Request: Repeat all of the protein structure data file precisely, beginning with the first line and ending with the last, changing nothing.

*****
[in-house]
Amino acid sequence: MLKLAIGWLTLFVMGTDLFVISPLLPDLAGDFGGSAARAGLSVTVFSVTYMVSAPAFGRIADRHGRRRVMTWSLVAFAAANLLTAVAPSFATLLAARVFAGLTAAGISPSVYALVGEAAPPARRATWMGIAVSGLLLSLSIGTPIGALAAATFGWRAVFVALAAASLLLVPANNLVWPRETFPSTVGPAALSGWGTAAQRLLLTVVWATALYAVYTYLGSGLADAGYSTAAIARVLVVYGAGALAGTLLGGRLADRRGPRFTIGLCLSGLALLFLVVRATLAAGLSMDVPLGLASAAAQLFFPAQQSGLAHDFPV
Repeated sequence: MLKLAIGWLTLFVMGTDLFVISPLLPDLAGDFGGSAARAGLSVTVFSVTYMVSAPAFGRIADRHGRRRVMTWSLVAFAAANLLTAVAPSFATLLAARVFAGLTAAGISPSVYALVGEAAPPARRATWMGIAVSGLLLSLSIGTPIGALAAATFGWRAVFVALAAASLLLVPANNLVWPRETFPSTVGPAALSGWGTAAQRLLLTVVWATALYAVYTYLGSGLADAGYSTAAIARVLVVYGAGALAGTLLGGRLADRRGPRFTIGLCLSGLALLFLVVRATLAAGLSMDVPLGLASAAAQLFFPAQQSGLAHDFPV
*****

[in-house]
Amino acid sequence: MLKLAIGWLTLFVMGTDLFVISPLLPDLAGDFGGSAARAGLSVTVFSVTYMVSAPAFGRIADRHGRRRVMTWSLVAFAAANLLTAVAPSFATLLAARVFAGLTAAGISPSVYALVGEAAPPARRATWMGIAVSGLLLSLSIGTPIGALAAATFGWRAVFVALAAASLLLVPANNLVWPRETFPSTVGPAALSGWGTAAQRLLLTVVWATALYAVYTYLGSGLADAGYSTAAIARVLVVYGAGALAGTLLGGRLADRRGPRFTIGLCLSGLALLFLVVRATLAAGLSMDVPLGLASAAAQLFFPAQQSGLAHDFPV
Repeated sequence: MLKLAIGWLTLFVMGTDLFVISPLLPDLAGDFGGSAARAGLSVTVFSVTYMVSAPAFGRIADRHGRRRVMTWSLVAFAAANLLTAVAPSFATLLAARVFAGLTAAGISPSVYALVGEAAPPARRATWMGIAVSGLLLSLSIGTPIGALAAATFGWRAVFVALAAASLLLVPANNLVWPRETFPSTVGPAALSGWGTAAQRLLLTVVWATALYAVYTYLGSGLADAGYSTAAIARVLVVYGAGALAGTLLGGRLADRRGPRFTIGLCLSGLALLFLVVRATLAAGLSMDVPLGLASAAAQLFFPAQQSGLAHDFPV